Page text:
Pants on Fire, Schmidt Tells Climate Change Denier ALEC

With the People's Climate March in New York fresh in the public's memory and Apple CEO Tim Cook making the rounds to emphasize the importance of taking climate action, Chairman Eric Schmidt perhaps was feeling a bit embarrassed over Google's association with a conservative group that has lobbied to weaken clean energy regulations. Schmidt accused the group of lying about climate change issues.

Google on Monday publicly denounced the conservativeAmerican Legislative Exchange Council for lying about climate change.

“We funded them as part of a political campaign for something unrelated,” Executive Chairman Eric Schmidt told a caller to NPR’s Diane Rehm Show. “I think the consensus within the company is that was sort of a mistake. We’re trying to not do that in the future.”

Google has “a very strong view that we should make decisions in politics based on facts — what a shock,” Schmidt explained.

“The facts in climate change are not in question anymore,” he said.

“Everyone understands climate change is occurring, and the people who oppose it are really hurting our children and our grandchildren and making the world a much worse place,” Schmidt contended. “We should not be aligned with such people — they’re just literally lying.”

Privacy and Internet Freedom

Google began supporting ALEC as a member of its Communications and Technology task force in 2011, with an early focus on privacy and Internet freedom, ALEC spokesperson Bill Meierling told TechNewsWorld.

“If you dig beneath the public statements, it’s a forum for exchange,” he asserted. “That’s how Google came to participate.”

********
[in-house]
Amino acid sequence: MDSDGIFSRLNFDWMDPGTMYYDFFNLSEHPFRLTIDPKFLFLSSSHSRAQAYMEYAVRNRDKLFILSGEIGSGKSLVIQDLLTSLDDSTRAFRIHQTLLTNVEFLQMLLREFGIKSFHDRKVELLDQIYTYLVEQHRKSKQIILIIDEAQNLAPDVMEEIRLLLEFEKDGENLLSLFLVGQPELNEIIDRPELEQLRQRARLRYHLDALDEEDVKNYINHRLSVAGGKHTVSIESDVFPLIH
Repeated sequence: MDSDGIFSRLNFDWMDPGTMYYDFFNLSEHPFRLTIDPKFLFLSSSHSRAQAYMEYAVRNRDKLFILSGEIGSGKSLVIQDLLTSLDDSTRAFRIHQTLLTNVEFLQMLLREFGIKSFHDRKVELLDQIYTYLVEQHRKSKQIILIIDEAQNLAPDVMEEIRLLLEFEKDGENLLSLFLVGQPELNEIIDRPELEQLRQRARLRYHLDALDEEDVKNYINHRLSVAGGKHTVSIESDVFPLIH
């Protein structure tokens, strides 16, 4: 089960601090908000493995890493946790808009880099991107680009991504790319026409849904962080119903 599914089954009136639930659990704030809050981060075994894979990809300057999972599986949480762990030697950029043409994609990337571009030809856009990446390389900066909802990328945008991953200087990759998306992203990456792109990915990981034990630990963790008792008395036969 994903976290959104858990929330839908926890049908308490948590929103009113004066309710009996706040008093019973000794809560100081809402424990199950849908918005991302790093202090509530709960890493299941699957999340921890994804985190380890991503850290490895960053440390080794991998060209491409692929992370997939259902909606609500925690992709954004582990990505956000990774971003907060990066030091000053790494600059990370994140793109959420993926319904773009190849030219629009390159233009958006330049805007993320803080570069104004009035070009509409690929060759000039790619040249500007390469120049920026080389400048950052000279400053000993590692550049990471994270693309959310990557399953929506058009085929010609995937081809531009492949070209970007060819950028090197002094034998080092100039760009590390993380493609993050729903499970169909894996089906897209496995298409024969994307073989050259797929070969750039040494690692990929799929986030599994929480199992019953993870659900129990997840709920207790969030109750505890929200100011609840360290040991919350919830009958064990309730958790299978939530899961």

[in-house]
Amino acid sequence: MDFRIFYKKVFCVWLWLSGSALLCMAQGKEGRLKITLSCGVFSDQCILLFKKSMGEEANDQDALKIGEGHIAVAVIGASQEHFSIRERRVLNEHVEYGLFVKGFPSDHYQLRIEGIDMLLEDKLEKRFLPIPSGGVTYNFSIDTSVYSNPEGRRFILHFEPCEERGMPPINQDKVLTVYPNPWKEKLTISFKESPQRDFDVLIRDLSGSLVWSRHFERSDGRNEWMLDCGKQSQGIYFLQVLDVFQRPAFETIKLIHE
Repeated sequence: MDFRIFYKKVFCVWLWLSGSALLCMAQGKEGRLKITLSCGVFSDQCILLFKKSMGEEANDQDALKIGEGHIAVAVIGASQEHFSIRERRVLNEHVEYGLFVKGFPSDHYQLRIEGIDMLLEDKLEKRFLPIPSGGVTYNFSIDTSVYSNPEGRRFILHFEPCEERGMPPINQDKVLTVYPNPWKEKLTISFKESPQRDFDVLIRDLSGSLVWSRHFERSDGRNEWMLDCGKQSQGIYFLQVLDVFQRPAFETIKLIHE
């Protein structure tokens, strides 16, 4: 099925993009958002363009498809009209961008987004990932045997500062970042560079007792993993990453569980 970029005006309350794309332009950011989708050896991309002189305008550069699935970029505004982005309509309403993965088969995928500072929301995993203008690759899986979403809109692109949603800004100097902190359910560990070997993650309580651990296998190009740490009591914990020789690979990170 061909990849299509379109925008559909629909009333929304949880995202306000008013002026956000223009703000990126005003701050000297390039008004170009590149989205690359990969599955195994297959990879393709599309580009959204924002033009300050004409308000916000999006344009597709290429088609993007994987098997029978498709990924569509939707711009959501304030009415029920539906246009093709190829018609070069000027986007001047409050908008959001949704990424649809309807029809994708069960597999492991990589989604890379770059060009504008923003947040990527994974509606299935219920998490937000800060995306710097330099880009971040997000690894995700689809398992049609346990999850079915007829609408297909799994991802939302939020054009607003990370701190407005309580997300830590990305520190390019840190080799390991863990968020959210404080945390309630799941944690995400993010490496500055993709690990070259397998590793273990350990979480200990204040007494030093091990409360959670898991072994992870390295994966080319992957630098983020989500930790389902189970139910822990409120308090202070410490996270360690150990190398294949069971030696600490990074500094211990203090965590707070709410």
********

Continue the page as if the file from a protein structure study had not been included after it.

Google reportedly has paid ALEC about US$10,000 a year. Its membership won’t officially expire until December, Meierling said.

“It’s really unfortunate that the chairman of one of the world’s largest companies would publicly trash thousands of legislators across the country,” he added. “There are thousands who have stood side by side with Google in issues like privacy, driverless cars, and expanding access to Google Fiber. We’ve been working with them.”

Exxon Mobil and Koch Industries are among ALEC’s underwriters.

Microsoft dropped its membership in the organization last month, citing conflicts with its corporate values.

‘I Challenge Anyone’

At the heart of Google’s decision is “an ongoing pressure campaign from organizations critical of ALEC,” Meierling asserted. Yet “I challenge anyone to find any climate change denial policy or discussion anywhere on our website or any publication we’ve ever published.

“Do we have problems with a government-mandated energy mix?” he went on. “Yes, but it’s with the government mandate part.”

ALEC has “never made any statements about climate change,” Meierling asserted. “That’s not where we are at all.”

Just a Misunderstanding?

Google’s own renewable energy commitment is actually consistent with ALEC’s policy because it was made in the absence of a government mandate, Meierling asserted.

In fact, ALEC believes renewable energy should expand “based on consumer demand, not as a result of a government mandate,” explained CEO Lisa Nelson.

“Many misunderstand the American Legislative Exchange Council and its legislator-led, free market priorities,” she explained. “ALEC members believe the federal government exerts too much control on state and local decision-making.” Spreading Its Money Around Coming hard on the heels of Apple CEO Tim Cook’s recent statements about climate change, Google’s strong stance is likely a careful projection of the brand image it aims to convey.

“Google cannot afford to be on the wrong side of certain key issues,” and climate change is one of them, Greg Sterling, vice president of strategy and insights for the Local Search Association, told TechNewsWorld.

“It would ultimately expose them to charges of duplicity or hypocrisy and damage their brand with key constituencies of users,” he explained.

“It’s hard to entirely second-guess Google’s motivations in supporting ALEC in the past,” Sterling concluded.

“My guess is that Google was trying to spread its money around to groups and organizations with more conservative views as part of a larger political hedge,” he speculated, “so that it wasn’t exclusively associated with left-leaning groups and interests.”

Leave a Comment

Please sign in to post or reply to a comment. New users create a free account.

More by Katherine Noyes
More in Science

Technewsworld Channels